Meet the founder of India’s first 100% vegan beauty brand
For a rapidly growing consumer base with a conscious-living mindset, a brand “driven by the desire to be good and do good” is most appealing
A BTech in chemical engineering from the Indian Institute of Technology, Bombay; eight years at Hindustan Unilever Ltd (HUL); an MBA from the Indian School of Business, Hyderabad, followed by stints at McKinsey and Everstone Capital—this is not the expected résumé of the founder of a brand that lays claim to being “India’s first 100% vegan beauty brand”.
A month ago, I met Shankar Prasad, a man in full sleeves who told me he doesn’t start his day without a cup of filter coffee and Mint (he insists the last bit is not flattery and I believe him).
Prasad founded Plum, headquartered in Thane, around four years ago. His first job at HUL was as a production manager at a Pears soap factory, and his last stint, as part of Everstone’s consumer sector investments team, gave him the opportunity to be part of the founding team for Faces cosmetics in India. The résumé does begin to make sense.
Given the inconsistencies in Indian regulations, finding skincare brands that are “cruelty-free” is a challenge, unless you go down the Ayurveda route—but there are days one does not wish to smell of bhringraj and jappapati, or even jasmine and oudh. Agonized by visuals of mascara being tested on caged rabbits in Anand Gandhi’s 2013 film Ship Of Theseus, I had embarked on a mission to find a cruelty-free list of brands. I rejoiced at landing a list approved by Peta (People for the Ethical Treatment of Animals) but then found out that the same brands which refrain from testing on animals or using harsh chemicals in Europe and the US, are under no regulation to do so in India. So the list doesn’t hold.
“Inspired by the goodness of nature, and driven by the desire to be good and do good,” Plum’s premise is appealing. I’m usually suspicious of products that advertise what they lack too enthusiastically (find me one “sulphate-free” shampoo that actually makes your hair look good). As these claim to be “paraben-free, mineral oil-free, paraffin-free, silicone-free, sulphate-free”, I only decided to write this after a satisfactory month of using one of their new launches, the E-luminence Face Serum.
The packaging isn’t seductive but the brand language is consistent with the brand philosophy: over-earnest. The cartons are burdened with the mission of mentioning every ingredient. “No dairy, no honey, and all the chemicals we use are from plant sources,” says Prasad. The earnestness is canny marketing strategy, given the rapidly growing consumer base with a conscious-living mindset.
Prasad’s eureka moment was that in the beauty business, skincare products enjoy the greatest loyalty, followed by haircare, and then colour cosmetics. I ask about consumer insights from his time at HUL. “The ‘one cream fits all’ consumer doesn’t exist any more. Today’s consumer reads a lot of material before she makes up her mind. And along with the overall move towards all things organic, it’s natural that beauty and skincare would also start seeing a shift in that direction,” he says.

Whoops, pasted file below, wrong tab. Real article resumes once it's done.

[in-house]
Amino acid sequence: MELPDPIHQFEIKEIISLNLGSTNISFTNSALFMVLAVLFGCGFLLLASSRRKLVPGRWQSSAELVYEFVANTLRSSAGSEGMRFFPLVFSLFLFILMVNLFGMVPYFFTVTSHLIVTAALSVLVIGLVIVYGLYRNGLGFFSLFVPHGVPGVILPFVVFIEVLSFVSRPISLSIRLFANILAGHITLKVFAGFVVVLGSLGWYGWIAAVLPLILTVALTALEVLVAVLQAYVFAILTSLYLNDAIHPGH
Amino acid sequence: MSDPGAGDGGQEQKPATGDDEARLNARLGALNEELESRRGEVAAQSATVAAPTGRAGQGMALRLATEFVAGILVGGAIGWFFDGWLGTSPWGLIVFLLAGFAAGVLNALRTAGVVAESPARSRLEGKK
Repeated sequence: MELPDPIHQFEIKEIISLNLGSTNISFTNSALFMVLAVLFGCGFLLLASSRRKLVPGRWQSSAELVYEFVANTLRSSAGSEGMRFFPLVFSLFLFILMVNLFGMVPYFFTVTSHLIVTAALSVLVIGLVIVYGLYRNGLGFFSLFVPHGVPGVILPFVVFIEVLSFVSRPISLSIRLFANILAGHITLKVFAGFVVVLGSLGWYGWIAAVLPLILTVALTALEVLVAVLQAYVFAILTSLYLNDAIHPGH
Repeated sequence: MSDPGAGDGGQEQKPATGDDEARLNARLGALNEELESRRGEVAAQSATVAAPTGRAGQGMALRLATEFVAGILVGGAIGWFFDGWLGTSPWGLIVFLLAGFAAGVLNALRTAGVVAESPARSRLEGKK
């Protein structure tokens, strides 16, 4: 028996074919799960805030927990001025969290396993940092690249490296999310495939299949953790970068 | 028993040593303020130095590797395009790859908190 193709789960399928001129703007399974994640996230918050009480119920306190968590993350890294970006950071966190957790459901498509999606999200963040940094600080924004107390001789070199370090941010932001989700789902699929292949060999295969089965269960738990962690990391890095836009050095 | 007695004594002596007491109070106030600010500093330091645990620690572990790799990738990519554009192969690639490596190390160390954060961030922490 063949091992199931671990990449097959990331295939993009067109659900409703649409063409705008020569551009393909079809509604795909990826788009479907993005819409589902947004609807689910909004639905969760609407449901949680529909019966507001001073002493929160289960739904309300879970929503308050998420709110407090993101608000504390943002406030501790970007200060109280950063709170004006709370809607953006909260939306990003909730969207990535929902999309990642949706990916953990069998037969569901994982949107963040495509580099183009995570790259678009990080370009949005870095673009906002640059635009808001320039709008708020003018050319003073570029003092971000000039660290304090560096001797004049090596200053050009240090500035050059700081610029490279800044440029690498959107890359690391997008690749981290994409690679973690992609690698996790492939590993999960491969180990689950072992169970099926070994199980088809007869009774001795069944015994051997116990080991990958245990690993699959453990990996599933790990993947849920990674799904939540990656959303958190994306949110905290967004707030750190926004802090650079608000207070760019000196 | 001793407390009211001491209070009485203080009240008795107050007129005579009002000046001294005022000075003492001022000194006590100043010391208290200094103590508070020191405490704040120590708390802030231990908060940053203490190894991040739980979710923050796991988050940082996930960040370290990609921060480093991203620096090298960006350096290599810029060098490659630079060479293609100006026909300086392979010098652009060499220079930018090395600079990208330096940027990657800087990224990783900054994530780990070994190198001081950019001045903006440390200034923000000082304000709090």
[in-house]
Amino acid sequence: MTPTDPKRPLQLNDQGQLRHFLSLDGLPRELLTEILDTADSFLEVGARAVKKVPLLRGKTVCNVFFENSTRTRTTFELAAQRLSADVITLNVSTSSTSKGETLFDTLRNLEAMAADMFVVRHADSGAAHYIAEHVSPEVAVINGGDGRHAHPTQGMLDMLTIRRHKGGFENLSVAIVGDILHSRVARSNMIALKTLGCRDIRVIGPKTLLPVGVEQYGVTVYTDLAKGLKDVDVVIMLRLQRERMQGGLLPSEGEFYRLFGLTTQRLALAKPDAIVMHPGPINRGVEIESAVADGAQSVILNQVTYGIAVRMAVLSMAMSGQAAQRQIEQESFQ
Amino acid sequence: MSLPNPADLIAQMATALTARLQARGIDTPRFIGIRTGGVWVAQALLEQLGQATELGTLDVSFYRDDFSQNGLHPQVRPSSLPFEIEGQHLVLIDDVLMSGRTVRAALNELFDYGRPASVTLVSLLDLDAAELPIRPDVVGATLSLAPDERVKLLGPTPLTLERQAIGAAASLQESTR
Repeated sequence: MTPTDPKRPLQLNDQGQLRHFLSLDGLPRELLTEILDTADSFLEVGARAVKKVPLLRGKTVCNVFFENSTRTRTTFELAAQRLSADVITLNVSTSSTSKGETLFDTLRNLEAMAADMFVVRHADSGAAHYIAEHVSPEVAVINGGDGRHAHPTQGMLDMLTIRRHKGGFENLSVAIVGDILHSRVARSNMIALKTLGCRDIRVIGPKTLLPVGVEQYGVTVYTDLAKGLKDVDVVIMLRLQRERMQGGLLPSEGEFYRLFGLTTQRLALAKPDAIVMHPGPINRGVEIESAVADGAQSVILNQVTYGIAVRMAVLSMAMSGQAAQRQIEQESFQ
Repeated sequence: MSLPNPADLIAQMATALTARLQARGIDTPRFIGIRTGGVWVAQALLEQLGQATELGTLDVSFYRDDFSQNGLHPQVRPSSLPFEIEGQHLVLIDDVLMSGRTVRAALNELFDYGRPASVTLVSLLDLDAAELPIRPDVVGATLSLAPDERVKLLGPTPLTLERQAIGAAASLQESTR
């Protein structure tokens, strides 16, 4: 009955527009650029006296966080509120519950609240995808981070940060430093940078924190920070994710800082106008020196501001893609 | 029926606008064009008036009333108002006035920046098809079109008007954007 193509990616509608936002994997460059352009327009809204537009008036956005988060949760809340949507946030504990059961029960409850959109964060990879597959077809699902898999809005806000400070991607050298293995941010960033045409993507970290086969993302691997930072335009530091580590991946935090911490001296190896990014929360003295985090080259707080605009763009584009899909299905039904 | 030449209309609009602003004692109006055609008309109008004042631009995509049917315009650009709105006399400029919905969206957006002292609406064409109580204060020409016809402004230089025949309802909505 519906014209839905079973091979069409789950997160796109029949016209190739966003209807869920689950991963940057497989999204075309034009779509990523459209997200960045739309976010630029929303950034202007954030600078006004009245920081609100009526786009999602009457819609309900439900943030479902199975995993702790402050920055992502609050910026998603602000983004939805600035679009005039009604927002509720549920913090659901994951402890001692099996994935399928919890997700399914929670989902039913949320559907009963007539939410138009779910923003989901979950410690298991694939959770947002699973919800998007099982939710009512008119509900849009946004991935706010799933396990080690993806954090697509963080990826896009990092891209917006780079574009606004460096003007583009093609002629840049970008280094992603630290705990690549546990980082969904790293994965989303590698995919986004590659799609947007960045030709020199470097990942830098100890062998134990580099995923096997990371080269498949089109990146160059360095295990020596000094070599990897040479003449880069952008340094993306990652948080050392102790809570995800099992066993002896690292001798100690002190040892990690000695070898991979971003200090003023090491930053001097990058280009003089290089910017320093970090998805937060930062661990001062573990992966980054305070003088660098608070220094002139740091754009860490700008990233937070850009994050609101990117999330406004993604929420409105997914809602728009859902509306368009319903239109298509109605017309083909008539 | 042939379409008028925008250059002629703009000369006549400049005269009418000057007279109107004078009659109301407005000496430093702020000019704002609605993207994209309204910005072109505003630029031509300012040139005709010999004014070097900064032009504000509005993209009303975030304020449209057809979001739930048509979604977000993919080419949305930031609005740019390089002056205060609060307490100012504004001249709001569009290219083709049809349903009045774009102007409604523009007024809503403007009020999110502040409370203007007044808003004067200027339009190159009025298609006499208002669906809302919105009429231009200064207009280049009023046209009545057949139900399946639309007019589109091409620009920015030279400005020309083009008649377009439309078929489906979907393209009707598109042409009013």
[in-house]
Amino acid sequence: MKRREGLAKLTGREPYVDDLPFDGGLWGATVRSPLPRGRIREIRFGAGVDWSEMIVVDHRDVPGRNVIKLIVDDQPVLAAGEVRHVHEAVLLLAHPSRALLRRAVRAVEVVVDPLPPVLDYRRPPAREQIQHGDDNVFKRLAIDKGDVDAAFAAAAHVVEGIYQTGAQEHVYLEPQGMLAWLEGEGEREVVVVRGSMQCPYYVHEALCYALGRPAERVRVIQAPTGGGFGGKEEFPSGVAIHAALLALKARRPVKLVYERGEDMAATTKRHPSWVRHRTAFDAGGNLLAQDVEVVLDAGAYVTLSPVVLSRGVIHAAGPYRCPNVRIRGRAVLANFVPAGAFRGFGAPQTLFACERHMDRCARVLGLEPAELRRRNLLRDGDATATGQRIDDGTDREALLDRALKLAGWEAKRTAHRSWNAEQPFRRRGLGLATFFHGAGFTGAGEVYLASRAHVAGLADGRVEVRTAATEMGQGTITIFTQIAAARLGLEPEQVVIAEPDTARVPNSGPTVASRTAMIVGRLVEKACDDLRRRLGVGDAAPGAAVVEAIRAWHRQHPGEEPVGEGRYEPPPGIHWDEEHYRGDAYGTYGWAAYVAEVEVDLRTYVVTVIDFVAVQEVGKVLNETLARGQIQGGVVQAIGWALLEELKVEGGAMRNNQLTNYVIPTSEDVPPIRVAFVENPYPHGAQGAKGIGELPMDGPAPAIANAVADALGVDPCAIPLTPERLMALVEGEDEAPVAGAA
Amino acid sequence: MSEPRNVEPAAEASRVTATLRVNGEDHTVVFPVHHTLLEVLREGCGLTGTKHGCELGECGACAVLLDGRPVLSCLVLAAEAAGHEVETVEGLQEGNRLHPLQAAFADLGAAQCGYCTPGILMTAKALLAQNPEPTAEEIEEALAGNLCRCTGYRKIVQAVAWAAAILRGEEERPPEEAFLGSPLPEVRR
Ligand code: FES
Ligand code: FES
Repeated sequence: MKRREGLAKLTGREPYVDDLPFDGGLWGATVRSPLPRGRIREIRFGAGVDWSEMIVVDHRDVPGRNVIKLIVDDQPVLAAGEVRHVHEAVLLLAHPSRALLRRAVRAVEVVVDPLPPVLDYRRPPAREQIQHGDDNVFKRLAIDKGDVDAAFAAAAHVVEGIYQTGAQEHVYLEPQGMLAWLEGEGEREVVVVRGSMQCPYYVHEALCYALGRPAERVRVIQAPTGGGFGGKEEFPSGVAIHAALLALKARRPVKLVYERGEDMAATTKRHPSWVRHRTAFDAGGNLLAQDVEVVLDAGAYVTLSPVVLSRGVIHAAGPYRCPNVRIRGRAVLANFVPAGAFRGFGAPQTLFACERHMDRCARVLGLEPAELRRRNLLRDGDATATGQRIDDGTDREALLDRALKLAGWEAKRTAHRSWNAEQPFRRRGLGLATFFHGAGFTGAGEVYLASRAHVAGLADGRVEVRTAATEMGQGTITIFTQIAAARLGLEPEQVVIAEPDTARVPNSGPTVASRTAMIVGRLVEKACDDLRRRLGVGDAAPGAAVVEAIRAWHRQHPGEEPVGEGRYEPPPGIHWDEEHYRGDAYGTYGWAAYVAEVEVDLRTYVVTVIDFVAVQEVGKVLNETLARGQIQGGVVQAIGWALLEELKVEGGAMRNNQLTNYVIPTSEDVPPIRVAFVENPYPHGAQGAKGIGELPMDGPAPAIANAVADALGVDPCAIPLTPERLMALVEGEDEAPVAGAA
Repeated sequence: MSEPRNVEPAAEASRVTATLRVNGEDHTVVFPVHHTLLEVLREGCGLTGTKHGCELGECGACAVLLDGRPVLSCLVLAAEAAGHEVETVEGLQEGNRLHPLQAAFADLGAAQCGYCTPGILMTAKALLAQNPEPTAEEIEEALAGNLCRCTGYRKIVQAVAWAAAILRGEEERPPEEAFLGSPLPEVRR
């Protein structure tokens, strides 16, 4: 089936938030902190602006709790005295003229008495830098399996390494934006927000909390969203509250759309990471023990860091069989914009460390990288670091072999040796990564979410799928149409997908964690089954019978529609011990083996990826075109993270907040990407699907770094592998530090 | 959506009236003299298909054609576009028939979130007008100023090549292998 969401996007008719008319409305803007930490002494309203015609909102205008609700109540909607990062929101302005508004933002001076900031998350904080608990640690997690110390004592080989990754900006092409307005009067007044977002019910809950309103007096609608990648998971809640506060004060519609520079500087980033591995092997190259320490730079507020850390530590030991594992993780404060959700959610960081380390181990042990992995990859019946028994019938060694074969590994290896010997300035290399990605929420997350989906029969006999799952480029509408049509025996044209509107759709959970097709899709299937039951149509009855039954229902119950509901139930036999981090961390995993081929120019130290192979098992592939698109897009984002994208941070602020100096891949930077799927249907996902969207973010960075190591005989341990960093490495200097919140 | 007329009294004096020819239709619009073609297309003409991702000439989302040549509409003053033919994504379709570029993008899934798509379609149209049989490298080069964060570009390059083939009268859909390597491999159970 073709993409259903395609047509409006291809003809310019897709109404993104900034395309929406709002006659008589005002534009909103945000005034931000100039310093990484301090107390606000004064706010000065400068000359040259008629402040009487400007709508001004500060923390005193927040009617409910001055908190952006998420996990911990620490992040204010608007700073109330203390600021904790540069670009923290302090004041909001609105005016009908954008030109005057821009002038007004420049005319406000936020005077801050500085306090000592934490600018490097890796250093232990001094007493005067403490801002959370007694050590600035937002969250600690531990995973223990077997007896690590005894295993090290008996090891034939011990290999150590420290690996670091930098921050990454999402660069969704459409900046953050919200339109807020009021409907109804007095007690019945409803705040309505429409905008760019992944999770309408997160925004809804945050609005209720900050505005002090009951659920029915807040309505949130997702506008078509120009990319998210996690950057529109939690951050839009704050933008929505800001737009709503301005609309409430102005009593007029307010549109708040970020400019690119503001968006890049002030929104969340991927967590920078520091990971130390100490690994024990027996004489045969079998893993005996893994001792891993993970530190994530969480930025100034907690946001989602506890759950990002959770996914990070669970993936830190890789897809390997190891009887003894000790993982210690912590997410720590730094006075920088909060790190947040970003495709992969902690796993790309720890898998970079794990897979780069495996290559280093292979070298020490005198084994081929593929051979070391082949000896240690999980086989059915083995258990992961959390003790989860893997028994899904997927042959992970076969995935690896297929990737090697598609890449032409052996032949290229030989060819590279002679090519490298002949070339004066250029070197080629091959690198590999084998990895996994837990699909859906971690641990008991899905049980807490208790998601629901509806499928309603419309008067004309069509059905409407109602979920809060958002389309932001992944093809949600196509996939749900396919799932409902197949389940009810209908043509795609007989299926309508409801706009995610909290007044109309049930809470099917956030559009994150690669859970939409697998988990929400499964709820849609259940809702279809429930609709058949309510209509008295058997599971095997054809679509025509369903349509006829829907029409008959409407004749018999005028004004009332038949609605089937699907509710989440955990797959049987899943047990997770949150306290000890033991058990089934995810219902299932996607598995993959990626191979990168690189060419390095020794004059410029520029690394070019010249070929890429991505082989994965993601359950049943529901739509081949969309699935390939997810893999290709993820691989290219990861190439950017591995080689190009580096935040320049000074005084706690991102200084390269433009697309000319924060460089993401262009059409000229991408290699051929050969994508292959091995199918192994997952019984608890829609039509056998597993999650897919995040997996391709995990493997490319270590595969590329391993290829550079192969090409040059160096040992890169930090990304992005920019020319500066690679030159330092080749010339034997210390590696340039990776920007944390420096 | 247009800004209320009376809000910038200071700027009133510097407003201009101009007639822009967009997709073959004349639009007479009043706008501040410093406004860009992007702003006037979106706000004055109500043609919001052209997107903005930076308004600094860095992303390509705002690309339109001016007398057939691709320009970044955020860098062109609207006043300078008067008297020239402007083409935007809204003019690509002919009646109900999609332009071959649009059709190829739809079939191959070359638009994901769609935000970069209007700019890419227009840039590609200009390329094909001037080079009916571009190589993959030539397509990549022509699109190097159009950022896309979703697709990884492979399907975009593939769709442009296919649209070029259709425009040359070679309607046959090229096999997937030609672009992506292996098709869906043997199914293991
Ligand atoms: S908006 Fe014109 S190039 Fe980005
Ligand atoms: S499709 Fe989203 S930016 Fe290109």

One thing that’s stayed the same? “People love a good bargain.” One thing that’s changed? “The level of involvement by consumers on email and social media. The emotional level of responses has moved me...there was one woman who was so relieved when she found us because her pet beagle was rescued from a cosmetics testing plant.”
Plum offers around 40 products in skincare and body and bath essentials, with a limited range of colour cosmetics. The ingredient list would appeal to the quinoa generation: grapeseed, sea buckthorn, wild cherries, kiwi and chocolate. No bhringraj in sight. With products priced at Rs335-1,175, Prasad sees Plum as being more value-added than the mass brands, but not quite prestige. “It’s a dumbbell-shaped market with mass-market brands on one end and high-end luxury brands on the other. The space in the middle felt right...it was also the consumer I understood the best. There’s a massive influx into this segment from mass brands and even some reverse traffic from prestige brands.”
I am part of this reverse traffic. I increasingly feel I would rather spend Rs12,000 on a fantastic meal or other experience than building a dependence on a double serum that promises to become friends with my lipidic system.
At present, there are close to 100 retail points of sale across the country, largely counters at wellness chains like Health & Glow, but e-commerce remains the biggest avenue. Operations have been self-funded so far, but Prasad will be looking at investors later this year. There are still battles to be won. Packaging is going to be a major focus area. He’s had feedback from consumers who have demanded bamboo, biodegradable and even refillable packaging. “Some things I need to vacuum-seal. While we use no PVC or acrylic, we do use virgin (and not recycled) plastic for quality and hygiene...,” says Prasad. I’d want to pick my plums and help him bat on the good side.
Anindita Ghose tweets @aninditaghose
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